The first man said, “Yes, you can help me. I was taking these penguins to the zoo and my truck broke down and I’m wondering if you would be willing to take them on for me.”
The other man said, “Sure, I’ll be happy to take them.”
Then both men went about the business of taking the penguins off one truck and putting them on the other. At this point, the first man said, “Here is a little something for your trouble.”
The second man took a look at what he had given him and it was a hundred dollar bill.
About an hour later, the first man got his truck fixed and then headed for the zoo to check on his precious cargo. When he arrived, this second man and the penguins were nowhere in sight. At this point, he began to ask around if anyone had seen this man and his penguins. Finally, someone told him that they had seen a man and some penguins downtown, which was several blocks away.
After driving around for about 30 minutes he finally spotted them, the man and about 15 penguins all in single file behind him. The first man rushed up to him and said, “I thought I told you to take these penguins to the zoo.” The second man said, “I did take them to the zoo. We had so much fun and I had a little money left over, so now I’m taking them to the ball game.”
Hope you enjoyed this little story because we all need to take a break from the serious and mundane from time to time. There is a verse in the Bible that says, “A joyful heart is good medicine, but a broken spirit dries up the bones.”
In my own life I have found that it’s pretty hard to be sad and unhappy when I am laughing. To be sure, there are a lot of sad and unhappy people in the world today and many of these could change their lot and circumstances if they would just relax and place things in perspective. Anything short of terminal or fatal can usually be worked out over time with right thinking, some planning and the right mental attitude.
When it comes to the subject of humor, something the Scottish essayist and philosopher Thomas Carlyle once said will place it in perspective. He said, “The essence of humor is love; it issues not in laughter, but in still smiles, which lies far deeper.”
While I don’t know about you, I love a humorous story if it’s in good taste, told in the proper way, and even more so, when it’s used to make a point. It is a sure sign of inexperience when a speaker comes to the podium and says, “I know that I am supposed to tell a couple of jokes to begin my talk today ...” and then they proceed to tell what would be funny stories if they had not tipped the audience off that they were coming and if they had any bearing at all to the subject matter or purpose of the meeting.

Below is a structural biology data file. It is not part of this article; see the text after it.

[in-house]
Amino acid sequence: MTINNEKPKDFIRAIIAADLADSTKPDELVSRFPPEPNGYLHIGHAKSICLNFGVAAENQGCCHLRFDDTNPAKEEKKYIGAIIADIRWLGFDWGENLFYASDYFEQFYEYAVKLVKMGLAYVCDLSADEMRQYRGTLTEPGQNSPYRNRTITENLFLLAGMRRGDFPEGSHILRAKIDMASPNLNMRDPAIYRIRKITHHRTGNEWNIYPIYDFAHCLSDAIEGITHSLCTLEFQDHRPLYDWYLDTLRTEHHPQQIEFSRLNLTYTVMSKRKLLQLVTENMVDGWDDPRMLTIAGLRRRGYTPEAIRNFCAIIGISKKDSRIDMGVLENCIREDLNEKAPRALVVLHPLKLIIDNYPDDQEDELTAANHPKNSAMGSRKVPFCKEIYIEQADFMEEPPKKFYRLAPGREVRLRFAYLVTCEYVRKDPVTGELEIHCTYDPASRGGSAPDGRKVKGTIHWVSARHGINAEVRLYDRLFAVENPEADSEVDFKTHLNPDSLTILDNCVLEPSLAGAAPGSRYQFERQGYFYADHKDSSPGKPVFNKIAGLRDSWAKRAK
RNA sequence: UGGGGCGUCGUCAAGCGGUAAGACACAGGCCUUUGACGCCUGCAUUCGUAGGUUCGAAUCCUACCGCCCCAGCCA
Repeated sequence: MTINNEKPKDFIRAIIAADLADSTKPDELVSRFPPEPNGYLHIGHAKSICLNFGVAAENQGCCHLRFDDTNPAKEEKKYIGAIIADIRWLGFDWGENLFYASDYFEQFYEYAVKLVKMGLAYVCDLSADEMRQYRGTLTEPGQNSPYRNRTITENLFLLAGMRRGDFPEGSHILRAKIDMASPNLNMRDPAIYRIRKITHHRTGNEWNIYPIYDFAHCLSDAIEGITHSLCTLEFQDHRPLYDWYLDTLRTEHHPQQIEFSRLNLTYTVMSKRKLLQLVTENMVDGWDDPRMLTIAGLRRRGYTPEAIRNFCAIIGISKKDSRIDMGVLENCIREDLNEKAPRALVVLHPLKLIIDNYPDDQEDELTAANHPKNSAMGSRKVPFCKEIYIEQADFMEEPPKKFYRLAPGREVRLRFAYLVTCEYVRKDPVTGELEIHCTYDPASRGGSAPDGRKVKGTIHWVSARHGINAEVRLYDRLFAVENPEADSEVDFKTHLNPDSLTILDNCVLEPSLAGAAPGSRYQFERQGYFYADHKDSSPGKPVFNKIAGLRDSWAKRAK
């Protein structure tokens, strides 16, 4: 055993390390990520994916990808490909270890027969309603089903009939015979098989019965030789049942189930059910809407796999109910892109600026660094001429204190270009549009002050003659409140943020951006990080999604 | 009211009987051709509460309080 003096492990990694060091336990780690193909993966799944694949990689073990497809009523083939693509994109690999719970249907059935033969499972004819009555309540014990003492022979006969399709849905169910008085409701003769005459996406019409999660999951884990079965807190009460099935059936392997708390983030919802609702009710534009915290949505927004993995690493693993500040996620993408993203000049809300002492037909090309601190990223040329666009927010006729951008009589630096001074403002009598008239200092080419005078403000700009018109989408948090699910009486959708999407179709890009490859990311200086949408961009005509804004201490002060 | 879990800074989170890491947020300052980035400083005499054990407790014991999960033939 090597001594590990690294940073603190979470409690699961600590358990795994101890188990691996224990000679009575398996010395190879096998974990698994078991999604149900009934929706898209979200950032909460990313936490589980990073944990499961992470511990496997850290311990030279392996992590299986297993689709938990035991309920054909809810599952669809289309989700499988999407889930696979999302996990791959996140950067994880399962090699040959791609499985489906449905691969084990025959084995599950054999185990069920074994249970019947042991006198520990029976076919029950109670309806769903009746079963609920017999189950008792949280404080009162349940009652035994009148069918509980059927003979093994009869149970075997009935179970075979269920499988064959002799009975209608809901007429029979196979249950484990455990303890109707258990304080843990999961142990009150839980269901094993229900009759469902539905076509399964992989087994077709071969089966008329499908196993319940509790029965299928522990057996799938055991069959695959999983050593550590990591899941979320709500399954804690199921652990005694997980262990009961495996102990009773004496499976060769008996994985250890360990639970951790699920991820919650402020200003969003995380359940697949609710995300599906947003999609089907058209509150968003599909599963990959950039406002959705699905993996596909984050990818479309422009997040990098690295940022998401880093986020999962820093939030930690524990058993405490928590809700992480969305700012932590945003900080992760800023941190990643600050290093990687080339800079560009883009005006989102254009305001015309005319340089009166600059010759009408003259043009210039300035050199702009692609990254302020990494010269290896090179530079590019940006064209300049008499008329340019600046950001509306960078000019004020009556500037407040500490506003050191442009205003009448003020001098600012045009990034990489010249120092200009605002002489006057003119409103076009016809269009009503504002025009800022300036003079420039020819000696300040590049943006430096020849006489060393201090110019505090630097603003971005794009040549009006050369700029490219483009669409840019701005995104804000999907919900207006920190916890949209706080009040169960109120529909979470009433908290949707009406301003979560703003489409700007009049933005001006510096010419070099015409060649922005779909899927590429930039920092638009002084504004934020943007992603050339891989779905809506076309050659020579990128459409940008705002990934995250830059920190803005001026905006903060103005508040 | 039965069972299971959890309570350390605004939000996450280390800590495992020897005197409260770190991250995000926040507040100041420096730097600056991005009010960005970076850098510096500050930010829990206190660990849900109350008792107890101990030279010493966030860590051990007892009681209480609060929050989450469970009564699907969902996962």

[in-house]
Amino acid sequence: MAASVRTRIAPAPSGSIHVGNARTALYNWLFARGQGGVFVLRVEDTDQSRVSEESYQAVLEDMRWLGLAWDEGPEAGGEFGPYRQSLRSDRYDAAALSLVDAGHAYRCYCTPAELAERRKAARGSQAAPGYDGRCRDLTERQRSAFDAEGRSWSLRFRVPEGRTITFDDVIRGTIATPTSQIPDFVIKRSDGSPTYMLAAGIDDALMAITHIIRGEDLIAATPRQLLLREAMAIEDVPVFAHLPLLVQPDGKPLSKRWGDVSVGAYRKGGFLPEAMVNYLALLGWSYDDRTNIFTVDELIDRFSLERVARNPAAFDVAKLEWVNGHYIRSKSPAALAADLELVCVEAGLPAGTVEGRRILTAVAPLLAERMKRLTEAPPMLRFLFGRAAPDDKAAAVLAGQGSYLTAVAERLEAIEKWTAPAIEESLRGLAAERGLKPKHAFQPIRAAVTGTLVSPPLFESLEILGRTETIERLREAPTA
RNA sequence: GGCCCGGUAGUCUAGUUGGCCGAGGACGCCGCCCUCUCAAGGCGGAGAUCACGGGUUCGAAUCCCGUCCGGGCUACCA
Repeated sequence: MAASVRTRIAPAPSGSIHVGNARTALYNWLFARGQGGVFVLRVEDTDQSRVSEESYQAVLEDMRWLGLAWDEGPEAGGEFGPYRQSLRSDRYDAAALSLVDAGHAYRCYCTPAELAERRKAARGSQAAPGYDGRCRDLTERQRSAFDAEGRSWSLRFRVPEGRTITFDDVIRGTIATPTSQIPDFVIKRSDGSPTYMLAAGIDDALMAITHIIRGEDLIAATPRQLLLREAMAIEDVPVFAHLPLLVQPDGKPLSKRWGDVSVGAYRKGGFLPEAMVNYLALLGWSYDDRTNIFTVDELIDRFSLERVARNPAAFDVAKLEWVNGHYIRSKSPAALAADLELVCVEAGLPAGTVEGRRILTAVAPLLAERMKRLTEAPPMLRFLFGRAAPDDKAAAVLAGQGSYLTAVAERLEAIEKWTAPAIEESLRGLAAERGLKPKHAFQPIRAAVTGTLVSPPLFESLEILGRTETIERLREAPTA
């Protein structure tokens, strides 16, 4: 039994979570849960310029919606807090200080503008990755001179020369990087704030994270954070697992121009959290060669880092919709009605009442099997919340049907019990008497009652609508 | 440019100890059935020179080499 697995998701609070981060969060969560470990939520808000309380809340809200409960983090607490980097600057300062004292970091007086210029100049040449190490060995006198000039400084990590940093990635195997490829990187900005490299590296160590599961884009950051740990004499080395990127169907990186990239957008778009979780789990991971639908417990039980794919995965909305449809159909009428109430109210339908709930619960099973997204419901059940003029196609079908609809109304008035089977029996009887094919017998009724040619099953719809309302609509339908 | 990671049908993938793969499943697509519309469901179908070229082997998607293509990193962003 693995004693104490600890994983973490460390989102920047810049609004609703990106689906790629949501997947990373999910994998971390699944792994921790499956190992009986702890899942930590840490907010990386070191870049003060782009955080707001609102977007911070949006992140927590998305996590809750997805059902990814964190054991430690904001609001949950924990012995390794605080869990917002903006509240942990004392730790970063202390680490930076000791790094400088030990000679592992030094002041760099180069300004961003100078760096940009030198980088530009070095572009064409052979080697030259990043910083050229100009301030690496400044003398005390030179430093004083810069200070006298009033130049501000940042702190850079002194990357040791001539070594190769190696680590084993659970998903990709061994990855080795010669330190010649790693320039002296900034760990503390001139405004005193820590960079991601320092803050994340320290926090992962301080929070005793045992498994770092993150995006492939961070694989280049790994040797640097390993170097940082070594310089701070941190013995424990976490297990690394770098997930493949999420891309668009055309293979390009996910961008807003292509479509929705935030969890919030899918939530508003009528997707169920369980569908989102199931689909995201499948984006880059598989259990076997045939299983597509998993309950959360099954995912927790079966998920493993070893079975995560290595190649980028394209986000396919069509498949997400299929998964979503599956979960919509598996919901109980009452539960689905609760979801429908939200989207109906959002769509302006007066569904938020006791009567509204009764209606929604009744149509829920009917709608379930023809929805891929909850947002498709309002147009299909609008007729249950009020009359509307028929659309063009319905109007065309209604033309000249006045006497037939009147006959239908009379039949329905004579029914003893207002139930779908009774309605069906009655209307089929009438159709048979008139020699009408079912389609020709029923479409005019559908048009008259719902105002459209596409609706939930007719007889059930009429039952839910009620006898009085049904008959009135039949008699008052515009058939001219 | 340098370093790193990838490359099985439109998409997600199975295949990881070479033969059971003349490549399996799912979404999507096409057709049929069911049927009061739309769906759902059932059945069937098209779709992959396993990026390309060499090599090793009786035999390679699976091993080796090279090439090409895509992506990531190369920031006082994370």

The ability to use humor in a way that makes our communication more effective is a wonderful gift that comes naturally for some people and, sadly for others, is like pulling teeth. No fun at all. Whether the occasion is casual conversation or in a formal speech or presentation, the key is to be able to take good material and be able to adapt it to meet the need of the moment. Again, for some it is natural and spontaneous, and for others it is something to practice and to work on. I might add, it is worth the effort and over time will pay all kinds of rewards.
There are many good sources of humorous material around, but a friend sent me a few church-related stories that you might be able to use if you will change them a bit and pick your spots. The first one goes, “A wife invited some people over to dinner. At the table, she turned to their 6-year-old daughter and said, ‘Would you like to say the blessing?’ ‘I wouldn’t know what to say,’ the girl replied. ‘Just say what you hear Mommy say,’ the wife answered. The daughter bowed her head and said, ‘Lord, why on earth did I invite all these people to dinner?’”
And here are a couple more that would be funny if they were not so close to the truth.
“A Sunday school teacher asked her children, as they were on the way to church service, ‘And why is it necessary to be quiet in church?’ One bright little girl replied, ‘Because people are sleeping.’”
And finally here is my favorite, “After the christening of his baby brother in church, little Jason sobbed all the way home in the back seat of the car. His father asked him three times what was wrong. Finally, the boy replied, ‘That preacher said he wanted us brought up in a Christian home, and I wanted to stay with you.’”
One word of caution in telling humorous stories. Regardless of what your beliefs and convictions may be, if you tell ethnic or off-color stories, you are asking for trouble.
(Editor’s Note: Jim Davidson is a motivational speaker and syndicated columnist. He may be contacted at 2 Bentley Drive, Conway AR 72034.)